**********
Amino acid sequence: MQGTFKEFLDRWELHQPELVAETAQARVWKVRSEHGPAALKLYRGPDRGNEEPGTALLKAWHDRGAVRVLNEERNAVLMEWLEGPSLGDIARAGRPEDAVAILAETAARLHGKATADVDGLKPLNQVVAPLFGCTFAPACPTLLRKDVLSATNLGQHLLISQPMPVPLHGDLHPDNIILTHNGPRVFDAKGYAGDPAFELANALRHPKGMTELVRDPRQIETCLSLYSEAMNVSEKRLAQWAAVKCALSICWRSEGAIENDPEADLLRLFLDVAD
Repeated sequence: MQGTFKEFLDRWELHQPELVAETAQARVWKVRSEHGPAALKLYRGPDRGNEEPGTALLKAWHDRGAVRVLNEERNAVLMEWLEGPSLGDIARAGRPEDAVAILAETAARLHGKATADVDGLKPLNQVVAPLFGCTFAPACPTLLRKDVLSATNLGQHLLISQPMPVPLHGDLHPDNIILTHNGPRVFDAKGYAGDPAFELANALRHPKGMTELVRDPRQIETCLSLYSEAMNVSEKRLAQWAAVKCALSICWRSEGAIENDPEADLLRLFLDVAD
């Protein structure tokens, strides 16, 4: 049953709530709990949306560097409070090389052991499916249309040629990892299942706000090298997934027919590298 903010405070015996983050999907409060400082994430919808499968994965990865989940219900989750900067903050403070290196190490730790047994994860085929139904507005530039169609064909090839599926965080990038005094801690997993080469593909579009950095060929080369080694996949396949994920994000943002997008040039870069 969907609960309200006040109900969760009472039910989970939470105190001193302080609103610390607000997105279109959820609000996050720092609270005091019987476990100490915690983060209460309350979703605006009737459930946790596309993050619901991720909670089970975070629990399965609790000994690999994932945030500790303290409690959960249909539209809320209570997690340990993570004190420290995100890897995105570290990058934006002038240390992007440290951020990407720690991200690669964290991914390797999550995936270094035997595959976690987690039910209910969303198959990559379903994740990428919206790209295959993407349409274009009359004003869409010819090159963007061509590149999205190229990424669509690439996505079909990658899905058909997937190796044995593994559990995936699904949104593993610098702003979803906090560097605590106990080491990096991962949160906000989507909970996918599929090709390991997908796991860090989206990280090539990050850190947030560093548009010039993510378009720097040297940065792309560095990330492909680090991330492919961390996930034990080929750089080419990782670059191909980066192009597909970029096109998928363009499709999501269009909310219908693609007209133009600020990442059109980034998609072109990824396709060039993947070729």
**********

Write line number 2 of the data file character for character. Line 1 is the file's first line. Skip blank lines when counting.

Repeated sequence: MQGTFKEFLDRWELHQPELVAETAQARVWKVRSEHGPAALKLYRGPDRGNEEPGTALLKAWHDRGAVRVLNEERNAVLMEWLEGPSLGDIARAGRPEDAVAILAETAARLHGKATADVDGLKPLNQVVAPLFGCTFAPACPTLLRKDVLSATNLGQHLLISQPMPVPLHGDLHPDNIILTHNGPRVFDAKGYAGDPAFELANALRHPKGMTELVRDPRQIETCLSLYSEAMNVSEKRLAQWAAVKCALSICWRSEGAIENDPEADLLRLFLDVAD